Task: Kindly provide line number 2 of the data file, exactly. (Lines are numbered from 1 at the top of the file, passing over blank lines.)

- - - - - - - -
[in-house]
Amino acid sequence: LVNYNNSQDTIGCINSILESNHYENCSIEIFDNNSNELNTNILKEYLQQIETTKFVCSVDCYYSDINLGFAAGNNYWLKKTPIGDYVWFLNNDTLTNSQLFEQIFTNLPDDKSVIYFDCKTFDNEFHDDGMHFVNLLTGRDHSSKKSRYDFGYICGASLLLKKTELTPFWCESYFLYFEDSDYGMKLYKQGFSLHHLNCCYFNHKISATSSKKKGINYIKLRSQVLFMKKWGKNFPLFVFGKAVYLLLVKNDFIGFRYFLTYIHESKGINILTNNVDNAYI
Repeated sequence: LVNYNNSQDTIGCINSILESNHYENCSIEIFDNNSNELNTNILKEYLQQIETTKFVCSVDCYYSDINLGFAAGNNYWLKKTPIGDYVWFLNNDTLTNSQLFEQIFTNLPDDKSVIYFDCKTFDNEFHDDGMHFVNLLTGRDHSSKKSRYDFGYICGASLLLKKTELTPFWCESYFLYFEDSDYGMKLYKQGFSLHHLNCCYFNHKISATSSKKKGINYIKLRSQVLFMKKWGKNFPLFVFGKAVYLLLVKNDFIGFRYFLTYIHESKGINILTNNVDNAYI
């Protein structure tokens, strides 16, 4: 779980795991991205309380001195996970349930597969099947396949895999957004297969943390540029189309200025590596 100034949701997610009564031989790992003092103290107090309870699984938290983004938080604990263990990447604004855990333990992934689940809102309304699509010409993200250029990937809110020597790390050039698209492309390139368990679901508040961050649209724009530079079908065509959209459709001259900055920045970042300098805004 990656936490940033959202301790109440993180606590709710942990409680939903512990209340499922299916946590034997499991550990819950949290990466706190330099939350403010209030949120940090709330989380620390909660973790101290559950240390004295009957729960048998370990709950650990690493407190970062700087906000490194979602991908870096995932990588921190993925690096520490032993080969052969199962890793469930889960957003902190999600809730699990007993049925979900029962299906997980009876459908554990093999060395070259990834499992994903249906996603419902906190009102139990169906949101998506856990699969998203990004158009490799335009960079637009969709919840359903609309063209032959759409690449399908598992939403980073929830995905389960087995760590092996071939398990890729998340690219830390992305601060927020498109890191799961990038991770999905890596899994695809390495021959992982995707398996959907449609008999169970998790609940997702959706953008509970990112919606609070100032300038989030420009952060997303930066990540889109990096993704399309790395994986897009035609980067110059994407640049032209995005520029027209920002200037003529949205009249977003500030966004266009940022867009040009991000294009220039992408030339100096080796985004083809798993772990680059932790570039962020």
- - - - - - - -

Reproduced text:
Amino acid sequence: LVNYNNSQDTIGCINSILESNHYENCSIEIFDNNSNELNTNILKEYLQQIETTKFVCSVDCYYSDINLGFAAGNNYWLKKTPIGDYVWFLNNDTLTNSQLFEQIFTNLPDDKSVIYFDCKTFDNEFHDDGMHFVNLLTGRDHSSKKSRYDFGYICGASLLLKKTELTPFWCESYFLYFEDSDYGMKLYKQGFSLHHLNCCYFNHKISATSSKKKGINYIKLRSQVLFMKKWGKNFPLFVFGKAVYLLLVKNDFIGFRYFLTYIHESKGINILTNNVDNAYI